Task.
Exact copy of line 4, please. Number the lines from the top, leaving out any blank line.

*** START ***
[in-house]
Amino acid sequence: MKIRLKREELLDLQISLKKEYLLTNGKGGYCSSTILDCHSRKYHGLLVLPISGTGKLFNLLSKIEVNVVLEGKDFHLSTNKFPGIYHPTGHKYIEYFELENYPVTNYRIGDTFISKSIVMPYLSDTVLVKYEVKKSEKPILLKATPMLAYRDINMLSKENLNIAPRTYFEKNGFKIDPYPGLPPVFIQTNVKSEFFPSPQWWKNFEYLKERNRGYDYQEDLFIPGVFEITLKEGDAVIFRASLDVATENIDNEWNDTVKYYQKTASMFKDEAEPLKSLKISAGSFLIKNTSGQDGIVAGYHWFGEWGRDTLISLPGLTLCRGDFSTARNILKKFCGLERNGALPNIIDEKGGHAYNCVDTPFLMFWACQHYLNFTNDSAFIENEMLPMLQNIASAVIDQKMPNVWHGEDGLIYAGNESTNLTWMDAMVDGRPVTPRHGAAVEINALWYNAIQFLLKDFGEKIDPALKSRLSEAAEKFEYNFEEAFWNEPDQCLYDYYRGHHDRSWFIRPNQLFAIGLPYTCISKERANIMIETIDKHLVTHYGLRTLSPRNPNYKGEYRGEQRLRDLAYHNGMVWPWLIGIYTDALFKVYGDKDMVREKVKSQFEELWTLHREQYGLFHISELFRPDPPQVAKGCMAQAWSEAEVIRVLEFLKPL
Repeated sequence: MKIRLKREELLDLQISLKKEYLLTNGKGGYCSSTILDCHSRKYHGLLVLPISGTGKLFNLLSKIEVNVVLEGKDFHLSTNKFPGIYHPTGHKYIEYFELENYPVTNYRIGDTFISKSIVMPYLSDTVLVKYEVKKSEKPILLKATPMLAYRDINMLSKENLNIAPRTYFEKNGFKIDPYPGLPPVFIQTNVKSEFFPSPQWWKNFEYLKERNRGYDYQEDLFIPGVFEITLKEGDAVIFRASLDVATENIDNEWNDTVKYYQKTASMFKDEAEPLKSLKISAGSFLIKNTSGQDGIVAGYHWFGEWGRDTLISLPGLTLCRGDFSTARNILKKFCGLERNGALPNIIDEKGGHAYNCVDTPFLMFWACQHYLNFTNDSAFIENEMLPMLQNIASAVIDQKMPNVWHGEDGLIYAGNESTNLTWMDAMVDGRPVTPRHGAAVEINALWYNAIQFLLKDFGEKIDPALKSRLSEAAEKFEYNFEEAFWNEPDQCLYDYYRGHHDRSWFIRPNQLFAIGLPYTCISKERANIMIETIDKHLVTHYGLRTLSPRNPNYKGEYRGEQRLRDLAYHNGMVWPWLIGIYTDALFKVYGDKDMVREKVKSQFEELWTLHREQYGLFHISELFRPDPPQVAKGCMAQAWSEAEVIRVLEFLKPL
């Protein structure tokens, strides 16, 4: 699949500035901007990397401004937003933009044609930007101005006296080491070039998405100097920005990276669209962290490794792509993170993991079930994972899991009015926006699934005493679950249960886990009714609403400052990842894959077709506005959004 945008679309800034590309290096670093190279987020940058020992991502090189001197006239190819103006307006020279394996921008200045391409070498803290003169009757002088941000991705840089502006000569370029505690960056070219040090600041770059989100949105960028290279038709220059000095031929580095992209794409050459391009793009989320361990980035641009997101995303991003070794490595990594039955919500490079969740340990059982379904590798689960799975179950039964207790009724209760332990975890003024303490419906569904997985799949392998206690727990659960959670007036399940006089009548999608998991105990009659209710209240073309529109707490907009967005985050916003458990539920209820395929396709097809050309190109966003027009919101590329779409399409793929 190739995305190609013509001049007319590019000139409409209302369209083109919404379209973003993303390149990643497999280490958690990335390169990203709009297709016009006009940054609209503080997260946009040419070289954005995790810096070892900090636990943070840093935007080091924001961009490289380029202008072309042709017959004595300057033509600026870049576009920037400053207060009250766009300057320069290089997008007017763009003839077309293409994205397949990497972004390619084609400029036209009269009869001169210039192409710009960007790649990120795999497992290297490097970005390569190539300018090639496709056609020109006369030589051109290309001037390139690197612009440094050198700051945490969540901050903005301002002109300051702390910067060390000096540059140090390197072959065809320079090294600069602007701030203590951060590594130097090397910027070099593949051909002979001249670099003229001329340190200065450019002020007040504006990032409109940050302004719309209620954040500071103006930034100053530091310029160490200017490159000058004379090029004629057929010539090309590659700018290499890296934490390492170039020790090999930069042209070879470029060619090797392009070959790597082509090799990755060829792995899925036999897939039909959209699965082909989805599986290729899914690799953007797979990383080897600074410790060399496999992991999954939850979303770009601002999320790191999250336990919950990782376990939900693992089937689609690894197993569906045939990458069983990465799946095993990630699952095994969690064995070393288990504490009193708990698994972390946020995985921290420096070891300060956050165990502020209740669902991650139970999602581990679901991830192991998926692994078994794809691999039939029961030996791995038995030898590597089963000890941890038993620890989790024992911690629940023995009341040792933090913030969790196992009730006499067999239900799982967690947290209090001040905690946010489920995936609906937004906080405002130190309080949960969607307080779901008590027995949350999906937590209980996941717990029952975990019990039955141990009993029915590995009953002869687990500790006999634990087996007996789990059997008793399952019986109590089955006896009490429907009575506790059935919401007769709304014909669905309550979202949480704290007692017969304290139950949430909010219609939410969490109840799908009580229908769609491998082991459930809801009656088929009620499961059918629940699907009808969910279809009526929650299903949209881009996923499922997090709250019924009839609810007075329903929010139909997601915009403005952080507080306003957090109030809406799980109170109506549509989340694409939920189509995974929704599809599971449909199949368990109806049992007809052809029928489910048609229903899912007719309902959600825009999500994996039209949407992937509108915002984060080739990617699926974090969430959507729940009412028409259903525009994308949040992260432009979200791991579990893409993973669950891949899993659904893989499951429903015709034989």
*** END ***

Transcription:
């Protein structure tokens, strides 16, 4: 699949500035901007990397401004937003933009044609930007101005006296080491070039998405100097920005990276669209962290490794792509993170993991079930994972899991009015926006699934005493679950249960886990009714609403400052990842894959077709506005959004 945008679309800034590309290096670093190279987020940058020992991502090189001197006239190819103006307006020279394996921008200045391409070498803290003169009757002088941000991705840089502006000569370029505690960056070219040090600041770059989100949105960028290279038709220059000095031929580095992209794409050459391009793009989320361990980035641009997101995303991003070794490595990594039955919500490079969740340990059982379904590798689960799975179950039964207790009724209760332990975890003024303490419906569904997985799949392998206690727990659960959670007036399940006089009548999608998991105990009659209710209240073309529109707490907009967005985050916003458990539920209820395929396709097809050309190109966003027009919101590329779409399409793929 190739995305190609013509001049007319590019000139409409209302369209083109919404379209973003993303390149990643497999280490958690990335390169990203709009297709016009006009940054609209503080997260946009040419070289954005995790810096070892900090636990943070840093935007080091924001961009490289380029202008072309042709017959004595300057033509600026870049576009920037400053207060009250766009300057320069290089997008007017763009003839077309293409994205397949990497972004390619084609400029036209009269009869001169210039192409710009960007790649990120795999497992290297490097970005390569190539300018090639496709056609020109006369030589051109290309001037390139690197612009440094050198700051945490969540901050903005301002002109300051702390910067060390000096540059140090390197072959065809320079090294600069602007701030203590951060590594130097090397910027070099593949051909002979001249670099003229001329340190200065450019002020007040504006990032409109940050302004719309209620954040500071103006930034100053530091310029160490200017490159000058004379090029004629057929010539090309590659700018290499890296934490390492170039020790090999930069042209070879470029060619090797392009070959790597082509090799990755060829792995899925036999897939039909959209699965082909989805599986290729899914690799953007797979990383080897600074410790060399496999992991999954939850979303770009601002999320790191999250336990919950990782376990939900693992089937689609690894197993569906045939990458069983990465799946095993990630699952095994969690064995070393288990504490009193708990698994972390946020995985921290420096070891300060956050165990502020209740669902991650139970999602581990679901991830192991998926692994078994794809691999039939029961030996791995038995030898590597089963000890941890038993620890989790024992911690629940023995009341040792933090913030969790196992009730006499067999239900799982967690947290209090001040905690946010489920995936609906937004906080405002130190309080949960969607307080779901008590027995949350999906937590209980996941717990029952975990019990039955141990009993029915590995009953002869687990500790006999634990087996007996789990059997008793399952019986109590089955006896009490429907009575506790059935919401007769709304014909669905309550979202949480704290007692017969304290139950949430909010219609939410969490109840799908009580229908769609491998082991459930809801009656088929009620499961059918629940699907009808969910279809009526929650299903949209881009996923499922997090709250019924009839609810007075329903929010139909997601915009403005952080507080306003957090109030809406799980109170109506549509989340694409939920189509995974929704599809599971449909199949368990109806049992007809052809029928489910048609229903899912007719309902959600825009999500994996039209949407992937509108915002984060080739990617699926974090969430959507729940009412028409259903525009994308949040992260432009979200791991579990893409993973669950891949899993659904893989499951429903015709034989």